Once we were covered and ready, it was time to try my hand at the greatest game ever played.

Remember when I said I had mastered The Art of Golf and boldly proclaimed it to be my Chi-Chi-bestowed – AKA God-given – talent? Well, that proclamation was a prime example of something I like to call “non-truth telling.”

In actuality, I took to golf like a garbage disposal takes to a giant fork.

I somehow thought my Chi-Chi experience would carry me through the game. 

But sadly, a touch from the Zeus of Golf would not be enough to mask a lack of raw skill and an unawareness of general golf etiquette. 

Don’t get me wrong, I can hit a golf ball (on the seventh try). I mean, it doesn’t actually make it into the air, but who has time for fancy tricks like that?

It’s more the etiquette of golf with which I struggle.

For example: who knew you’re not allowed to speak (loudly) and laugh (loudly) during someone’s “back swing”? 

Apparently, yelling, “Chauncey, where on Earth are you with my margarita?” in a loud, affluent lady tone is against the cardinal rules of golf…alongside not being able to do doughnuts in the golf cart.

Fun-sucking guidelines, that’s what those are… 

And who allowed for the planting of so many trees on the golf course? I swear, every time I managed so get some air with my swing, a giant Grandmother Willow would pop up out of nowhere and obstruct my fifteen milliseconds of golf fame.

Half way through our nine holes of golf, it looked like golfing would be another one of those things that I would have to approach with self-deprecating humor and defensive sarcasm, so as to mask my lack of ability. Aw shucks.

And that’s when we saw them: four dead birds, just strewn about the seventh hole of the course.

At first, this seemed like a dark omen sent to reinforce the notion that bad things happen when I play golf.

Upon finding the birds, Maddie became very upset:


(Please note: I requested the above reaction photo, after the fact. Maddie’s actual reaction to finding four dead birds was much more concerned and genuine than this Grinch-like, “Mommy, I just ate a bug” smirk conveys.) 

While I have yet to pose naked for a PETA campaign – despite numerous desperate offers – I do consider myself a friend to the animals.

The combination of the chipmunk’s untimely death and the mauling of these four birds by golf balls was nearly too much to handle. 

Had I somehow managed to kills these poor birds just by stepping onto a golf course? 

Was my presence on a golf course akin to someone saying “Macbeth” in a theater?


I needed a moment to compose myself and to gaze pensively into the distance.


I thought about those poor birds and how uncomfortable it must have been to be struck by a golf ball mid-flight. They were probably on their way home from work with a bundle full of groceries, just waiting to be reunited with their families over a delicious stir-fry that would never come.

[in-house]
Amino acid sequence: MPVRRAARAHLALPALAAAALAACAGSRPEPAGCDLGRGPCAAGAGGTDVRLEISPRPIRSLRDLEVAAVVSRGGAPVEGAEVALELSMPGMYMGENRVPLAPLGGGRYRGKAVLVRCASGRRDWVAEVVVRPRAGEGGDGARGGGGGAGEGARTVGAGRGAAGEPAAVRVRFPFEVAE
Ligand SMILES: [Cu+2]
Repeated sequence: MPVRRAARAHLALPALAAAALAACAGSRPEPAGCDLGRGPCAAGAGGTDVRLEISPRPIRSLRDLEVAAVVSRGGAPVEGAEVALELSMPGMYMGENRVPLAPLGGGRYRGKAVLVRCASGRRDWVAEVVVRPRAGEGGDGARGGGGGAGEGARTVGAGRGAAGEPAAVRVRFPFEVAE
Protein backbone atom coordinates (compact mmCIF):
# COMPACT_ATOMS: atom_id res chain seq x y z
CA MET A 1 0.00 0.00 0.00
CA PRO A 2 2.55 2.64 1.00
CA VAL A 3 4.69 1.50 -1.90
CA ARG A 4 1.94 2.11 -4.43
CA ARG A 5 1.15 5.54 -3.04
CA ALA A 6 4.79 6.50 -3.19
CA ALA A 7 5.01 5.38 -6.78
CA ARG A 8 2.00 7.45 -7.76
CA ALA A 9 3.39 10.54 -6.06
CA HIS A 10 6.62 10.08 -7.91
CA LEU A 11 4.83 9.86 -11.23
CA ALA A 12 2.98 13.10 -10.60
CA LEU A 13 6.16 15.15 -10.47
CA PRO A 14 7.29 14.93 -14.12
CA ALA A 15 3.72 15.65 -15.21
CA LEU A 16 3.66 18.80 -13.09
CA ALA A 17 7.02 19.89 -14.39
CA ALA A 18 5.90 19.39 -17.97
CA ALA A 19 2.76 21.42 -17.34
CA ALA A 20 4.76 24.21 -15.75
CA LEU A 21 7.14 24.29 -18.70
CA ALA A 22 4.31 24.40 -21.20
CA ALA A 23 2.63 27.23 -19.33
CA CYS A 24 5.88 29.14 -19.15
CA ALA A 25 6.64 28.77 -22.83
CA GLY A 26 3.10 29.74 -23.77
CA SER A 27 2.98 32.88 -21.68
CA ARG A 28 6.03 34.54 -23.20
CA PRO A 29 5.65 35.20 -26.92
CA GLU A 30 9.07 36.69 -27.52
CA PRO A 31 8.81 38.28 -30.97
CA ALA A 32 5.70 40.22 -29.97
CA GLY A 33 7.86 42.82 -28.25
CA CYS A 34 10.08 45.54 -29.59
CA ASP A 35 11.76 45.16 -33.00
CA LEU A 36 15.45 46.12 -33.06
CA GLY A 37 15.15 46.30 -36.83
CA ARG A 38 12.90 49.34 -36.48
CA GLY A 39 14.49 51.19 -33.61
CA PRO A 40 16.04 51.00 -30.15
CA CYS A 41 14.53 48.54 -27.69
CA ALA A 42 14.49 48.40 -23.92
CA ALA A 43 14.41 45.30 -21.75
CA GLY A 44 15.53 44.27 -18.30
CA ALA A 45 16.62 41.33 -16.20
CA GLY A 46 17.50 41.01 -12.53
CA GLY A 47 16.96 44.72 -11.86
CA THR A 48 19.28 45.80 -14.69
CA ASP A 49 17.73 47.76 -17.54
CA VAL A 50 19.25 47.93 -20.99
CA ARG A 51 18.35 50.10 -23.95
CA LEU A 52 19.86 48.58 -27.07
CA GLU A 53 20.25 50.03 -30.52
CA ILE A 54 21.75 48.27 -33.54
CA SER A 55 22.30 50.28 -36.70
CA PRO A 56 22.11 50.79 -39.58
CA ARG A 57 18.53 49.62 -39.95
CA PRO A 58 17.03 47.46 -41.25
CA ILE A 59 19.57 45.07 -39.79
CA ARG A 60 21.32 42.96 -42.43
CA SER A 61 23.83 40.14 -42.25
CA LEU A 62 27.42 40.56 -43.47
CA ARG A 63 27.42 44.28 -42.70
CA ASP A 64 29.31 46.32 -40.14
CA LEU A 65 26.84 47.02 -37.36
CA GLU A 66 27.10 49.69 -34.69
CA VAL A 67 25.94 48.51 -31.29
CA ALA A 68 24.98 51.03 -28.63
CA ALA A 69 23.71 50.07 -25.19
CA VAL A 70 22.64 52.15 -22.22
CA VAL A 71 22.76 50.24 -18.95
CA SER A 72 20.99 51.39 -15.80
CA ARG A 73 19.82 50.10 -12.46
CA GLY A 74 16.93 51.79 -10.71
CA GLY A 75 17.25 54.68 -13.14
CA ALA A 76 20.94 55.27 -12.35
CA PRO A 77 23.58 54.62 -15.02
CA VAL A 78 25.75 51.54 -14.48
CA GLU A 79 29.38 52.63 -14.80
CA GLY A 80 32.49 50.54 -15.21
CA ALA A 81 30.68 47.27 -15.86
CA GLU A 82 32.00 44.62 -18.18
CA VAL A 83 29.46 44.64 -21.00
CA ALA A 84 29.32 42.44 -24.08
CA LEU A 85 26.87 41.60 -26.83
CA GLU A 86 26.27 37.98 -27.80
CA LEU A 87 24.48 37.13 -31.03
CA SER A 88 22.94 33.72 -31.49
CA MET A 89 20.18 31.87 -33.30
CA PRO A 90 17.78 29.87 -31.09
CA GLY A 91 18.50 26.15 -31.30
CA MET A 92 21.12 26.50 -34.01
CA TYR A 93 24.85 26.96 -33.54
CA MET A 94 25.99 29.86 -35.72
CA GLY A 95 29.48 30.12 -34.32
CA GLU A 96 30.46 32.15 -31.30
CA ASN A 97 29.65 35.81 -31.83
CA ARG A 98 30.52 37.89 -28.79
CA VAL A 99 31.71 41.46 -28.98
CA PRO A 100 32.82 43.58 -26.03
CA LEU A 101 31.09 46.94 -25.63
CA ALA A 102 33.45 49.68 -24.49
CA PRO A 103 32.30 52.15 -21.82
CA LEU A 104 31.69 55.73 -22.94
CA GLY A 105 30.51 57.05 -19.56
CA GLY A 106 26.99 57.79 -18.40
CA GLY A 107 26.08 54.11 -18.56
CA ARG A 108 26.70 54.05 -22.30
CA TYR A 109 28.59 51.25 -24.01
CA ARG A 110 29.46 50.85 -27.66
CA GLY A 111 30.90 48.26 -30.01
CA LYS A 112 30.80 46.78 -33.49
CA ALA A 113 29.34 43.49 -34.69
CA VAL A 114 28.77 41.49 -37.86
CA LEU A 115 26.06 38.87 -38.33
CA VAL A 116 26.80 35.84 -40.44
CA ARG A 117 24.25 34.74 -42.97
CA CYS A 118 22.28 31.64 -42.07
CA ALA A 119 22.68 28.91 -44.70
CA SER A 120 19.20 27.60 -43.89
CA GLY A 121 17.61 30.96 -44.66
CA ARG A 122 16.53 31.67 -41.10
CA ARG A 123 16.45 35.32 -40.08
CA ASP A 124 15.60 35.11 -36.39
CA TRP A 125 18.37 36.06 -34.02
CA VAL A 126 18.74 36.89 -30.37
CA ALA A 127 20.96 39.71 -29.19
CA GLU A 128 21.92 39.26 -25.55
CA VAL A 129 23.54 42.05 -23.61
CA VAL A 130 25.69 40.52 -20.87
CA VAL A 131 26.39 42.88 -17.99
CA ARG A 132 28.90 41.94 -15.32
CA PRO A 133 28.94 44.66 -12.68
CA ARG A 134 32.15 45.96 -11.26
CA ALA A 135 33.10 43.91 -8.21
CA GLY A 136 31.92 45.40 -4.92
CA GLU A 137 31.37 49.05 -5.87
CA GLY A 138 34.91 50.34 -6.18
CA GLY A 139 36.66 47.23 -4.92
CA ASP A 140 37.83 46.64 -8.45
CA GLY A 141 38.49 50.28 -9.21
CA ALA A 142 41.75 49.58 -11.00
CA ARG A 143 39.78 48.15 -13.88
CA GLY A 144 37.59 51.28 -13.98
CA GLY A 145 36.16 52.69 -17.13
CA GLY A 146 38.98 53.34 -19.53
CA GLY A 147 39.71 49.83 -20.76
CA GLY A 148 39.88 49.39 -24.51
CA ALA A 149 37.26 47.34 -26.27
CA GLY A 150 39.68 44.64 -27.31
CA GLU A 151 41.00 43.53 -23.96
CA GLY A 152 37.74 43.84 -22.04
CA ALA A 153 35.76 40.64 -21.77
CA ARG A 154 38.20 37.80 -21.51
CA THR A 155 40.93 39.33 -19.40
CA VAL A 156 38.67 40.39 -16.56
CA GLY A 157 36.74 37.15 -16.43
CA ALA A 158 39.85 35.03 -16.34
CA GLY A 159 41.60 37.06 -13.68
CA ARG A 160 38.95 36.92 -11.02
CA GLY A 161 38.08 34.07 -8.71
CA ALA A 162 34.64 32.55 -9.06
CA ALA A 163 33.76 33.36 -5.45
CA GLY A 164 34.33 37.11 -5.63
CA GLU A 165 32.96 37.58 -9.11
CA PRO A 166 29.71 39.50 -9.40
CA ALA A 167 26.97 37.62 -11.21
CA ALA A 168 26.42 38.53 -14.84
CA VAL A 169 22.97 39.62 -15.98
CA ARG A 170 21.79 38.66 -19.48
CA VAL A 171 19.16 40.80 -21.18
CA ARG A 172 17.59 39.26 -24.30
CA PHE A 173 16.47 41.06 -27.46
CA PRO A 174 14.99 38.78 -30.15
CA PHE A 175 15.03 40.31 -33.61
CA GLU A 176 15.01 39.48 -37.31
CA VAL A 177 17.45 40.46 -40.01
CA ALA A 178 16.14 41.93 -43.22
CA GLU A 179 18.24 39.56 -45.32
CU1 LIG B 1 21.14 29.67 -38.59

And that’s when I realized: it was a Tuesday and my mom would be making stir-fry for dinner.


I also realized that my lack of golf skill was not a curse, but a carefully disguised blessing, only visible to the most astute observers. (Or the most roundabout thinkers.)

Since I was incapable of lodging a ball into the air, I would never be in danger of killing a flying bird! 

I believe that discovery is what the golfing community calls, “a silver lining.”

With this highly motivational take on golfing in mind, I set out to finish the game.

And wouldn’t you know, my last shot was brilliant and my putting was outstanding and I actually managed to play golf like a capable human and not like a challenged ogre with a club and a bad Ambien habit.

Here is a picture of me, mid-brilliance. (Disregard Tommy’s less-than-confident expression. I’m sure it had nothing to do with the magic that was occurring in the background.)


Sure, I accidentally clubbed myself in the ankle after this picture was taken and had to take a very long, dramatic T-out.

But that doesn’t take away from the fact that I achieved my goal of hitting an average shot while also keeping birds alive! 

(Yes, that was my new goal. In life, it is important to tailor your goals so as to assure constant success and positive reinforcement.)

In fact, I played so well that the maintenance man at the end of the course boldly announced, “I know whose autograph I’ll be getting in the future!” 

(He meant mine.)

So you see? It pays to be a shitty golfer with a passion for animal rights. There is a niche for everyone.

I may not be a Chi-Chi prodigy, per se, but I like to think I carry a bit of Chi with me wherever I go.

Next up on my golf agenda? Chi-Chi and I are in talks to establish a PETA campaign to “save the birds.”

At least that’s what I’ll be telling people at my next party.








Ps. Let the record show that Tommy and I did in fact win the golf match.

Pps. Let the record show that Tommy won the golf match.